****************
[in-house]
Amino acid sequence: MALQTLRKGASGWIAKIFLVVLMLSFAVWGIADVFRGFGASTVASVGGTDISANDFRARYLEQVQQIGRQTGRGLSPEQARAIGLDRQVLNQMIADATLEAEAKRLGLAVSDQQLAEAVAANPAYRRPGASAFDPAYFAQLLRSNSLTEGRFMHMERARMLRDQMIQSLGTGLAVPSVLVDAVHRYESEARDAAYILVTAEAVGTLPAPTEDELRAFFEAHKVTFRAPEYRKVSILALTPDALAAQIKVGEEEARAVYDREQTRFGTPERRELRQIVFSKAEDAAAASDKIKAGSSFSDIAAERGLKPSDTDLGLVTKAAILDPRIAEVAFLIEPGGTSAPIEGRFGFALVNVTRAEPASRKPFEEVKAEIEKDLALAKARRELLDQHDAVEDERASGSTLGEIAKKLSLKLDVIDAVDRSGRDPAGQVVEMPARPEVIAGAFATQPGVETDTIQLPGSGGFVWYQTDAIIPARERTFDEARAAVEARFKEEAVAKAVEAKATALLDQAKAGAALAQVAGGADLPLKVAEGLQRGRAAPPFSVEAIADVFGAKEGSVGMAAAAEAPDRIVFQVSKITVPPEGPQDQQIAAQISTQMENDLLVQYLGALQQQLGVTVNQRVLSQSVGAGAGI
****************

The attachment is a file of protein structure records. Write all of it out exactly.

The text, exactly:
[in-house]
Amino acid sequence: MALQTLRKGASGWIAKIFLVVLMLSFAVWGIADVFRGFGASTVASVGGTDISANDFRARYLEQVQQIGRQTGRGLSPEQARAIGLDRQVLNQMIADATLEAEAKRLGLAVSDQQLAEAVAANPAYRRPGASAFDPAYFAQLLRSNSLTEGRFMHMERARMLRDQMIQSLGTGLAVPSVLVDAVHRYESEARDAAYILVTAEAVGTLPAPTEDELRAFFEAHKVTFRAPEYRKVSILALTPDALAAQIKVGEEEARAVYDREQTRFGTPERRELRQIVFSKAEDAAAASDKIKAGSSFSDIAAERGLKPSDTDLGLVTKAAILDPRIAEVAFLIEPGGTSAPIEGRFGFALVNVTRAEPASRKPFEEVKAEIEKDLALAKARRELLDQHDAVEDERASGSTLGEIAKKLSLKLDVIDAVDRSGRDPAGQVVEMPARPEVIAGAFATQPGVETDTIQLPGSGGFVWYQTDAIIPARERTFDEARAAVEARFKEEAVAKAVEAKATALLDQAKAGAALAQVAGGADLPLKVAEGLQRGRAAPPFSVEAIADVFGAKEGSVGMAAAAEAPDRIVFQVSKITVPPEGPQDQQIAAQISTQMENDLLVQYLGALQQQLGVTVNQRVLSQSVGAGAGI